public Task ContinueWhenAll<TAntecedentResult>(Task<TAntecedentResult>[] tasks, Action<Task<TAntecedentResult>[]> continuationAction);
 
public Task ContinueWhenAll(Task[] tasks, Action<Task[]> continuationAction);
 
public Task ContinueWhenAll(Task[] tasks, Action<Task[]> continuationAction, TaskContinuationOptions continuationOptions);
 
public Task ContinueWhenAny<TAntecedentResult>(Task<TAntecedentResult>[] tasks, Action<Task<TAntecedentResult>> continuationAction, CancellationToken cancellationToken);
 
public Task<TResult> StartNew<TResult>(Func<TResult> function);
 
public Task<TResult> StartNew<TResult>(Func<object, TResult> function, object state);
 

StartNew creates and starts a new Task. TaskFactory is aptly
named. Observe how the methods above all return a Task class. As stated earlier
Continuations are Tasks that execute in response to the result of an Antecedent
Task. Tasks with multiple Antecedents are created from ContinueWhenAny and
ContinueWhenAll methods. Both methods and related overloads accept an array of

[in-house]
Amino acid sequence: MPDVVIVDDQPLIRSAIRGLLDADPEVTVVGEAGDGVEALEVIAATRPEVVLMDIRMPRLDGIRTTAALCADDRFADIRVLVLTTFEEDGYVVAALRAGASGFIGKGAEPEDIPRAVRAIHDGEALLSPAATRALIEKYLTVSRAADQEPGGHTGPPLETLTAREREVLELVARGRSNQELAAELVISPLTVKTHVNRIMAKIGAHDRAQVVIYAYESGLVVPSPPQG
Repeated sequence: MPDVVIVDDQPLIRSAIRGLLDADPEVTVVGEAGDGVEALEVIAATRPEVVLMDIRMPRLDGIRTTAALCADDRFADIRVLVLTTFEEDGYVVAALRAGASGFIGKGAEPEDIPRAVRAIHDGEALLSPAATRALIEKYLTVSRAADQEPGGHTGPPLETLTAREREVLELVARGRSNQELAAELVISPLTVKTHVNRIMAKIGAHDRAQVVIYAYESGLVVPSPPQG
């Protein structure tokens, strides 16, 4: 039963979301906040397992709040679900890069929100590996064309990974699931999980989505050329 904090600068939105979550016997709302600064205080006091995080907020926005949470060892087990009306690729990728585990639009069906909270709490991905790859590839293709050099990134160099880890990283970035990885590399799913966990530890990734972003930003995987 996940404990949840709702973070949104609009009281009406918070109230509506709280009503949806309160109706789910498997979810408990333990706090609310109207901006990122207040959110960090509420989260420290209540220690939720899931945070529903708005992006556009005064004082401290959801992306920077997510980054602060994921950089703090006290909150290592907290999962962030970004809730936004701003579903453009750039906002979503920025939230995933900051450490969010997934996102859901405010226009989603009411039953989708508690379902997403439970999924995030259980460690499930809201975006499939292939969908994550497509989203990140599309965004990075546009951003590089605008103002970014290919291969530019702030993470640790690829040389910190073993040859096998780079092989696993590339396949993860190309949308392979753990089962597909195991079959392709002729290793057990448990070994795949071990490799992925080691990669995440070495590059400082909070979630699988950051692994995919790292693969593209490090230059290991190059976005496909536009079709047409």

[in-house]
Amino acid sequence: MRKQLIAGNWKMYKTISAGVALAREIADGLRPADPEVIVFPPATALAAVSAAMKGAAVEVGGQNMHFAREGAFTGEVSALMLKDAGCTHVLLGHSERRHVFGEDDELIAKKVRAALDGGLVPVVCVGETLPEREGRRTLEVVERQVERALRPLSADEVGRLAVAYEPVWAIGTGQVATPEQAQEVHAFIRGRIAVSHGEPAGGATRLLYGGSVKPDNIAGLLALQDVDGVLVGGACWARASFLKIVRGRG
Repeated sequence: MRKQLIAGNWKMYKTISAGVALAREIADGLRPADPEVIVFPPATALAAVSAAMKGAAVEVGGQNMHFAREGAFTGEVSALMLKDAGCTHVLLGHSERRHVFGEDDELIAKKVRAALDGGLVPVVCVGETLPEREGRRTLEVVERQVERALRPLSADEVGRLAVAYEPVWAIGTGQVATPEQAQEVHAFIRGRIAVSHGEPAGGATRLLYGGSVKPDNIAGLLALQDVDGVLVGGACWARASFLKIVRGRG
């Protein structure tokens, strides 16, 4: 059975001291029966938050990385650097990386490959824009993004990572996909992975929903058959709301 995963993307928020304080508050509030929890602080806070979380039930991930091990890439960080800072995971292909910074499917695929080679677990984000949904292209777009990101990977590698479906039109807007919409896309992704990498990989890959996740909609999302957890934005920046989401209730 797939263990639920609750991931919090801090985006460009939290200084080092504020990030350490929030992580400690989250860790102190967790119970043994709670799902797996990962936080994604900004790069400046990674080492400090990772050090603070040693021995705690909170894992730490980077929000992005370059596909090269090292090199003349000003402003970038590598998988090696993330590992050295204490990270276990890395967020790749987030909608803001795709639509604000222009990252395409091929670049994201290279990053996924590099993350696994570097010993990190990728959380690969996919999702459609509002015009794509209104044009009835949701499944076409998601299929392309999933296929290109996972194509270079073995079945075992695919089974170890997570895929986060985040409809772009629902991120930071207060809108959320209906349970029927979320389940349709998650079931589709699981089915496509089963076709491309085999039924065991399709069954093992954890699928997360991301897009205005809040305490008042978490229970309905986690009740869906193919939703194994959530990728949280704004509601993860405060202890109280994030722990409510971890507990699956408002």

Tasks. For example: ContinueWhenAll creates a Task when an array of Tasks
completes.

ContinueWhenAny and ContinueWhenAll both leverage other
parts of TPL like Cancellations and TaskCreationOptions. Like other
Continuations, Tasks created with ContinueWhenAll and ContinueWhenAny can
create a LongRunning or ParentTask.

The remainder of this article will demonstrate how to put
the ContinueWhenAll to work.

Array of Tasks and TaskCompletionSource

The sample code below creates an array of Tasks each
configured for a Llamda payload.

            var antecedents = new Task[3]
            { new Task (() =>
                {
                    SpinWait.SpinUntil(()=>{return false;},1000);
                    Console.WriteLine("Completed 1");
                }
                )
                ,new Task(() =>
                {